Thomas Hoby
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Thomas Hoby

Sir Thomas Hoby (1530 - 13 July 1566) was an English diplomat and translator. He was born in 1530, the second son of William Hoby of Leominster, Herefordshire, by his second wife, Katherine, daughter of John Forden. He matriculated at St. John's College, Cambridge in 1546.[1] Encouraged by his sophisticated half-brother, Sir Philip Hoby, he subsequently visited France, Italy, and other foreign countries, and, as Roger Ascham states, "was many wayes well furnished with learning, and very expert in knowledge of divers tongues." His tour of Italy, which included visits to Calabria and Sicily and which he documented in his autobiography, is the most extensive known to have been undertaken by an Englishman in the 16th century. In this and other respects, it may be regarded as a pioneering Grand Tour.

On 27 June 1558, Hoby married Elizabeth, third daughter of Sir Anthony Cooke, of Gidea Hall, Essex. Elizabeth was a sister-in-law of Lord Burghley and a great friend of Queen Elizabeth I. The two were resident at Bisham Abbey in Berkshire.

Hoby translated Martin Bucer's Gratulation to the Church of England (1549), and Baldassare Castiglione's Il Cortegiano (1561). The latter translation of The Courtier, entitled The Courtyer of Count Baldessar Castilio, had great popularity and was one of the key books of the English Renaissance. It provided a philosophy of life for the Elizabethan era gentleman. A reading of its pages fitted him for the full assimilation of the elaborate refinements of the new Renaissance society. It furnished his imagination with the symbol of a completely developed individual, an individual who united ethical theory with spontaneity and richness of character.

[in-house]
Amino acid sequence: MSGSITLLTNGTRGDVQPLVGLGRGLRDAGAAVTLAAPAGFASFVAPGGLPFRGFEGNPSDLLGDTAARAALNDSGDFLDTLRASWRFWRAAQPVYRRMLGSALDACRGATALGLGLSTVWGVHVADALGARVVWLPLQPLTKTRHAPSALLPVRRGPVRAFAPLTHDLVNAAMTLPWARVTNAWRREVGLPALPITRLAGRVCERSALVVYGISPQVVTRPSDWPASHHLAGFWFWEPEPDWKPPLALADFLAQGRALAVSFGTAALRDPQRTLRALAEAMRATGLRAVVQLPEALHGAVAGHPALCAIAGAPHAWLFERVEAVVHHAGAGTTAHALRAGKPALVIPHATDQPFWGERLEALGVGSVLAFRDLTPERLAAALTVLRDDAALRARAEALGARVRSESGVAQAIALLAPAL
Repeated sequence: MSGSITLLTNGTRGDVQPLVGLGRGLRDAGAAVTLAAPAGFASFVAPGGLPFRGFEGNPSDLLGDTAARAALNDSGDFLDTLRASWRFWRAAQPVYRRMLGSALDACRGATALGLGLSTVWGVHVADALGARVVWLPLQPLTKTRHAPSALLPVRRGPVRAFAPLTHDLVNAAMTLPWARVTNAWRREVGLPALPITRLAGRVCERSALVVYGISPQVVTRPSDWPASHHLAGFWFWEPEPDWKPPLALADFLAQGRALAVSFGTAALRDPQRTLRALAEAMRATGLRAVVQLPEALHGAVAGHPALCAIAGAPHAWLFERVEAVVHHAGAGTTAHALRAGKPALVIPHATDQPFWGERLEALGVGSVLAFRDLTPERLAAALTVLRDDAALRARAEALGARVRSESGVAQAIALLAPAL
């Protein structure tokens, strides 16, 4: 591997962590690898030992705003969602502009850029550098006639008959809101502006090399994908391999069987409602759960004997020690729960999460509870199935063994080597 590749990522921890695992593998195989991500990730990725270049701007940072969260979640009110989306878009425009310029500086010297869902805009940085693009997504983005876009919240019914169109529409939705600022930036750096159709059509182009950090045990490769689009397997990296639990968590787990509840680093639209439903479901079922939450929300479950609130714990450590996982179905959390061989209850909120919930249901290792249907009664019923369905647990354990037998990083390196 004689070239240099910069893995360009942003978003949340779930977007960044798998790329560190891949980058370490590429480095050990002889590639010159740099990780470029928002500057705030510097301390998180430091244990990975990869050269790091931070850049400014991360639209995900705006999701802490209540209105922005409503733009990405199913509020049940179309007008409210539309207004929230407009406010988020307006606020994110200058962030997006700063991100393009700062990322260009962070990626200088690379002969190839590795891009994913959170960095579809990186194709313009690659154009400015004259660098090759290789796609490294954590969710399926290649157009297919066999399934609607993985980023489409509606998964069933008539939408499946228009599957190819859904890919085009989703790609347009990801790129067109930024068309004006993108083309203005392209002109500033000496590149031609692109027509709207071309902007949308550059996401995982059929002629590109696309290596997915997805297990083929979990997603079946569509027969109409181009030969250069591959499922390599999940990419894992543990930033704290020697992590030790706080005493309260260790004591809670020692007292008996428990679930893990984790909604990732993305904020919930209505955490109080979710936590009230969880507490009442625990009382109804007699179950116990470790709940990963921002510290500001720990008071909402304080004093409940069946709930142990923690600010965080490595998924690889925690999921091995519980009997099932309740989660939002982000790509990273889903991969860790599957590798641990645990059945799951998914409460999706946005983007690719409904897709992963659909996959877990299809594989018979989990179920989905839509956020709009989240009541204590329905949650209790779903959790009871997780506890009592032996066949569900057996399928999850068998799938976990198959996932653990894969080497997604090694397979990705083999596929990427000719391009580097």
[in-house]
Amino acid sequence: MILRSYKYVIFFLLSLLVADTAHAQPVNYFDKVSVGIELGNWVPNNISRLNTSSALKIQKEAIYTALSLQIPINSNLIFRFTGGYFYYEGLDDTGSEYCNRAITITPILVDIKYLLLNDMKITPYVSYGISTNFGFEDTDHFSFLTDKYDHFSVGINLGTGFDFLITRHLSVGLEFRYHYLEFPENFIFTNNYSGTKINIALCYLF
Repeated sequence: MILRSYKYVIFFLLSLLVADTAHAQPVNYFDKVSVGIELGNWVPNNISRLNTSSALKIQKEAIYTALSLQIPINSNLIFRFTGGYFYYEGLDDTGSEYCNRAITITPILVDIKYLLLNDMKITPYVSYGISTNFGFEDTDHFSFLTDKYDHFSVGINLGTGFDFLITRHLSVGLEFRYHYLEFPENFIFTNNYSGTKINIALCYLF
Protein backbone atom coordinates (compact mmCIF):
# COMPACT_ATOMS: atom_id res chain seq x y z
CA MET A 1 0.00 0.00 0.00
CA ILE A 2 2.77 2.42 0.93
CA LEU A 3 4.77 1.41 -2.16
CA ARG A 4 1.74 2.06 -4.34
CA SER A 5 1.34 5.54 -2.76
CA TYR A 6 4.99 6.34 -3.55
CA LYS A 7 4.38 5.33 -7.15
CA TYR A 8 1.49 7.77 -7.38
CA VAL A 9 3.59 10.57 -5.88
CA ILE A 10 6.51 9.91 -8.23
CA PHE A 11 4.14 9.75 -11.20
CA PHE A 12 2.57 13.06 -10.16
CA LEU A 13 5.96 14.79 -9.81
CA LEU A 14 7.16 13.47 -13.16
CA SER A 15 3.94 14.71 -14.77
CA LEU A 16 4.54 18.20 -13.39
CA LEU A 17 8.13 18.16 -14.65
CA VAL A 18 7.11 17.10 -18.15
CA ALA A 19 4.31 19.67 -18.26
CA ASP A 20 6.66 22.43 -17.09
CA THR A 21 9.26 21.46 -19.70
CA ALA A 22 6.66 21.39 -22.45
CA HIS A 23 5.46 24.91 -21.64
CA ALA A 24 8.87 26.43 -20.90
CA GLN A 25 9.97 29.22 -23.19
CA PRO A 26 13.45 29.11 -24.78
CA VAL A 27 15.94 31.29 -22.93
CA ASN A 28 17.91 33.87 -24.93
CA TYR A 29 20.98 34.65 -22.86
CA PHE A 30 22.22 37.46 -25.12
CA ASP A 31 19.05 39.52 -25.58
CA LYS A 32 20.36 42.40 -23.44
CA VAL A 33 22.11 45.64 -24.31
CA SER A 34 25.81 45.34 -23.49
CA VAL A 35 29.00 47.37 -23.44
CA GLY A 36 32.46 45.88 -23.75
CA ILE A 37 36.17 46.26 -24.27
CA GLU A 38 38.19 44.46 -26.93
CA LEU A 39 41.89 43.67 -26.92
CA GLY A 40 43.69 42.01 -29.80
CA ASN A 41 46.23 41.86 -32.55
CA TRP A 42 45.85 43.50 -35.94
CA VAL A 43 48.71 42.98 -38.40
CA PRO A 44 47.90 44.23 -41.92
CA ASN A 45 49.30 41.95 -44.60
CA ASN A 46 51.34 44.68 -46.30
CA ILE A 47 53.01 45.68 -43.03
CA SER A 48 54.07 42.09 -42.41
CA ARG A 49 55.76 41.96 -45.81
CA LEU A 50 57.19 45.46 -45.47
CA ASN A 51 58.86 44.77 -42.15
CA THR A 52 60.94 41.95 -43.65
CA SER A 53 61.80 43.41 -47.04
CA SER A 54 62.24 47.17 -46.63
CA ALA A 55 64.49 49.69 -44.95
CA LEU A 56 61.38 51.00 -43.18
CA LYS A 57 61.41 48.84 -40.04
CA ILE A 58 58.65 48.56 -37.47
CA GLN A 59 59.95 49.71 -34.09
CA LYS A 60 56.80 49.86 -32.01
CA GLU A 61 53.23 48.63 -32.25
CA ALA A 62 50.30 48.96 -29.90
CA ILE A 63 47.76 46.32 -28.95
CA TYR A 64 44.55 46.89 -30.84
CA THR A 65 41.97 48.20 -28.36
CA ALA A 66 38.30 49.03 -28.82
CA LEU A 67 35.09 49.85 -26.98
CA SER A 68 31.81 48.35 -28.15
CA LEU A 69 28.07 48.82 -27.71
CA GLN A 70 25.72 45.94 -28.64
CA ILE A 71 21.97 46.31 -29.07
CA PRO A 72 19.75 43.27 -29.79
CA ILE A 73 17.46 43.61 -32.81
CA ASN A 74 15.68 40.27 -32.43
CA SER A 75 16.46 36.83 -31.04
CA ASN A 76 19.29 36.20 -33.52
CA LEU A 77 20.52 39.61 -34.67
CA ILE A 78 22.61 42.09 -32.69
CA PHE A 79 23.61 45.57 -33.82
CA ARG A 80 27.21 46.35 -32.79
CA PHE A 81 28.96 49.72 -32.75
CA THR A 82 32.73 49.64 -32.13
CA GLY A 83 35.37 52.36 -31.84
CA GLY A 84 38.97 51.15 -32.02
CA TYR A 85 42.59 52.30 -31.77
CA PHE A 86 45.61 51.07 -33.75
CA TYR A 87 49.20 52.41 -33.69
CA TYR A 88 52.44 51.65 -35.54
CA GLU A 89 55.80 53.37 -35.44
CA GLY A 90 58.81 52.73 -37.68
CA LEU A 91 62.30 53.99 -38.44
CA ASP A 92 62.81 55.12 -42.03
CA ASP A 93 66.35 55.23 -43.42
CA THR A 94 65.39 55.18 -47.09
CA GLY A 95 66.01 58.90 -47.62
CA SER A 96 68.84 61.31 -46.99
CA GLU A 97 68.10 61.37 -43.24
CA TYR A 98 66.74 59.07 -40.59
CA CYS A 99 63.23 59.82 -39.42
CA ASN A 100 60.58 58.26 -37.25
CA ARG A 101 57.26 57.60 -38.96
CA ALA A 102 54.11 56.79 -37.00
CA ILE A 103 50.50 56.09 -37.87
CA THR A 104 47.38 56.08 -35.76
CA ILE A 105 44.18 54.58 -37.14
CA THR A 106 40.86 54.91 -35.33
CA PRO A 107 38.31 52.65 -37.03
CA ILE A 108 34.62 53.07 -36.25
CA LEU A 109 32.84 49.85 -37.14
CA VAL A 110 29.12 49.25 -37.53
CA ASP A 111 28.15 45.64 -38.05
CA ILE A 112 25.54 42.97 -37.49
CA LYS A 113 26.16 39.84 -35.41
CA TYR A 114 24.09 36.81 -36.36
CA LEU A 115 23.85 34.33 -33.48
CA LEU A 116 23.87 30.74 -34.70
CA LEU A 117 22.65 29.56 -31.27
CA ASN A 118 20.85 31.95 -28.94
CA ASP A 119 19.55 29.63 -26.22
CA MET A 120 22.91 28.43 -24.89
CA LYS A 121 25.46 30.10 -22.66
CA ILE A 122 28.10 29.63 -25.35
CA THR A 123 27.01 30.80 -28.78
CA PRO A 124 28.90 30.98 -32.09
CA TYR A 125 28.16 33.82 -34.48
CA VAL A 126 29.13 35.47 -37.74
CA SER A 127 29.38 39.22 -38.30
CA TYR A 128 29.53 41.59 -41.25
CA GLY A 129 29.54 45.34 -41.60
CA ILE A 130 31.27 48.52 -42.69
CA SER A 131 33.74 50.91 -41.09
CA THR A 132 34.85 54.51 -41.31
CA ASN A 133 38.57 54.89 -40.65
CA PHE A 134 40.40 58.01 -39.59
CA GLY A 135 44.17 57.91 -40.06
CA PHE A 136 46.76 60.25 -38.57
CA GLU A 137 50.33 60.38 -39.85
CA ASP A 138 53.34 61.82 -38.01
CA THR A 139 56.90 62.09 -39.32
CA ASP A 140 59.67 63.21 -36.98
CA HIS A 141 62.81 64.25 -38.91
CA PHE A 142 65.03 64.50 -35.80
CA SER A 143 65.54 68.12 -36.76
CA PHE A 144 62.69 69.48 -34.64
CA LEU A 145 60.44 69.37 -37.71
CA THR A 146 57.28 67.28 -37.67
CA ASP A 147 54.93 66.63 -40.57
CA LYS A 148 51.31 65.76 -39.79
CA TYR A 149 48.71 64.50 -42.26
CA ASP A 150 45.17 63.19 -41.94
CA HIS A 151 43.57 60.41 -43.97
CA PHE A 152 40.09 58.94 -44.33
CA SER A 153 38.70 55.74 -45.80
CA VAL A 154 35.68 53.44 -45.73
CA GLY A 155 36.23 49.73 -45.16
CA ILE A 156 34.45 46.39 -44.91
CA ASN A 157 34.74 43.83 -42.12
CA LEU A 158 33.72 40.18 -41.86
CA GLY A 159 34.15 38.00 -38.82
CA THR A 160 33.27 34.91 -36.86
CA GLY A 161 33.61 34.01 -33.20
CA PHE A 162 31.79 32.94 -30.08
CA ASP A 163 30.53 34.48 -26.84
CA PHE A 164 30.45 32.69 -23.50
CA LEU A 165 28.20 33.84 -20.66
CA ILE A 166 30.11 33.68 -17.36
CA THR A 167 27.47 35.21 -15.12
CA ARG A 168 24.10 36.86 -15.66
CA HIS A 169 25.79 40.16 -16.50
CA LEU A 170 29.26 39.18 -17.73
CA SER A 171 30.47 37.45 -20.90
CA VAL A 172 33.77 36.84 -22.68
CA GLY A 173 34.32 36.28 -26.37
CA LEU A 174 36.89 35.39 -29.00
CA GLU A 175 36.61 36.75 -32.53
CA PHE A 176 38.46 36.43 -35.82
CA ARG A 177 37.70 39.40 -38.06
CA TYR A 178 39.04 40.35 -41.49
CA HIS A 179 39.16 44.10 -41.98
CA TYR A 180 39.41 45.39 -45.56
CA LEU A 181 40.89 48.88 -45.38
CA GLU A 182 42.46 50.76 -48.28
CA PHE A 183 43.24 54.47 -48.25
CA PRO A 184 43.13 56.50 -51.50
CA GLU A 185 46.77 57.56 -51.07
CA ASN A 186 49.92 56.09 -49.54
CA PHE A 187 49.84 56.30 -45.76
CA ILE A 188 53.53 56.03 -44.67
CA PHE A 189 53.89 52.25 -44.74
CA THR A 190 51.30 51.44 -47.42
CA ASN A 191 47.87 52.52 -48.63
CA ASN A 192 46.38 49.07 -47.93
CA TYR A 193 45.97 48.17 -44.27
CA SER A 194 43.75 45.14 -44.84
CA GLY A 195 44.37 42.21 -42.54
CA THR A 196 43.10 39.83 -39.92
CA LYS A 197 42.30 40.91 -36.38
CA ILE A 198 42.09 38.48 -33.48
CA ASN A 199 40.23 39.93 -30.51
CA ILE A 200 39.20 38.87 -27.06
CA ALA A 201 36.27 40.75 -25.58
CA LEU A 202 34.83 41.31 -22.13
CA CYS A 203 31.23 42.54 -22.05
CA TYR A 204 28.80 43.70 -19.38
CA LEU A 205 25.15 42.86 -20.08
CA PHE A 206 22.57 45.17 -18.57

On 9 March 1566 he was knighted at Greenwich, and was sent as ambassador to France at the end of the month. At the time of his landing in Calais, on 9 April, a soldier at the town gate shot through the English flag in two places. Hoby demanded redress for the insult, and obtained it after some delay, but he was not permitted to view the new fortifications. He died at Paris on 13 July 1566, and was buried at Bisham, Berkshire, where his widow erected a monument to his memory and to that of his half-brother Sir Philip Hoby.

By his wife Elizabeth, Thomas Hoby had two sons, Edward and Thomas Posthumus (both subsequently knighted), and two daughters, who died young. The adults Elizabeth and Anne commemorated on the family tomb were not these daughters (who are depicted as children); they were rather the daughters which Hoby's wife, Elizabeth, had with her second husband Lord Russell.


  1. ^ "Hoby, Thomas (HBY545T)". A Cambridge Alumni Database. University of Cambridge.


  • A Book of the Travaile and Life of me Thomas Hoby, ed. Edgard Powell, Camden Society, X, 1902.
  • John Hale, England and the Italian Renaissance: The Growth of Interest in its History and Art, 4th ed. E. Chaney (Blackwell: Oxford 2005)
  • Edward Chaney, The Evolution of the Grand Tour: Anglo-Italian Cultural Relations since the Renaissance, 2nd ed (Routledge: London and New York, 2000)

External links

  This article uses material from the Wikipedia page available here. It is released under the Creative Commons Attribution-Share-Alike License 3.0.



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